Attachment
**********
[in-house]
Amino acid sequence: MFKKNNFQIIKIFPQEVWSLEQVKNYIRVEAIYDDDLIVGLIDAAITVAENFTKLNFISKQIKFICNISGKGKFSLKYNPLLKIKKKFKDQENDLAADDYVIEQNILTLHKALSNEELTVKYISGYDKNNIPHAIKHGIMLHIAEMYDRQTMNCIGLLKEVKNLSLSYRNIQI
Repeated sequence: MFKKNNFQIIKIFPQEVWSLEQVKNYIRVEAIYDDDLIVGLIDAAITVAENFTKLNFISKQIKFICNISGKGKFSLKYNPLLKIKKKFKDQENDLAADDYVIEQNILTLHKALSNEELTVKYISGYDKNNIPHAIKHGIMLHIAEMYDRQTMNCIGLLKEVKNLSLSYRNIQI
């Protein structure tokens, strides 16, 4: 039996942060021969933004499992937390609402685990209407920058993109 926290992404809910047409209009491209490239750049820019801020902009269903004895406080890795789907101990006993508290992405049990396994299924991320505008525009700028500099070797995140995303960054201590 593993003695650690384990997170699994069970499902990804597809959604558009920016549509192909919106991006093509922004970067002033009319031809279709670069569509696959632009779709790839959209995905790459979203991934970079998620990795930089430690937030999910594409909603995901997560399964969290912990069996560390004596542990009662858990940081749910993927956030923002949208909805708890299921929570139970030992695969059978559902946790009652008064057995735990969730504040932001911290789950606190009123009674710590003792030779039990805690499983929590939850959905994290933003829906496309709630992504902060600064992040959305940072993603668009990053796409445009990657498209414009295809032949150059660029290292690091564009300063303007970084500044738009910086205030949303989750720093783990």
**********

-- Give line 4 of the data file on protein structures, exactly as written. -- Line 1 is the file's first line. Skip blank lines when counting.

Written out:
């Protein structure tokens, strides 16, 4: 039996942060021969933004499992937390609402685990209407920058993109 926290992404809910047409209009491209490239750049820019801020902009269903004895406080890795789907101990006993508290992405049990396994299924991320505008525009700028500099070797995140995303960054201590 593993003695650690384990997170699994069970499902990804597809959604558009920016549509192909919106991006093509922004970067002033009319031809279709670069569509696959632009779709790839959209995905790459979203991934970079998620990795930089430690937030999910594409909603995901997560399964969290912990069996560390004596542990009662858990940081749910993927956030923002949208909805708890299921929570139970030992695969059978559902946790009652008064057995735990969730504040932001911290789950606190009123009674710590003792030779039990805690499983929590939850959905994290933003829906496309709630992504902060600064992040959305940072993603668009990053796409445009990657498209414009295809032949150059660029290292690091564009300063303007970084500044738009910086205030949303989750720093783990």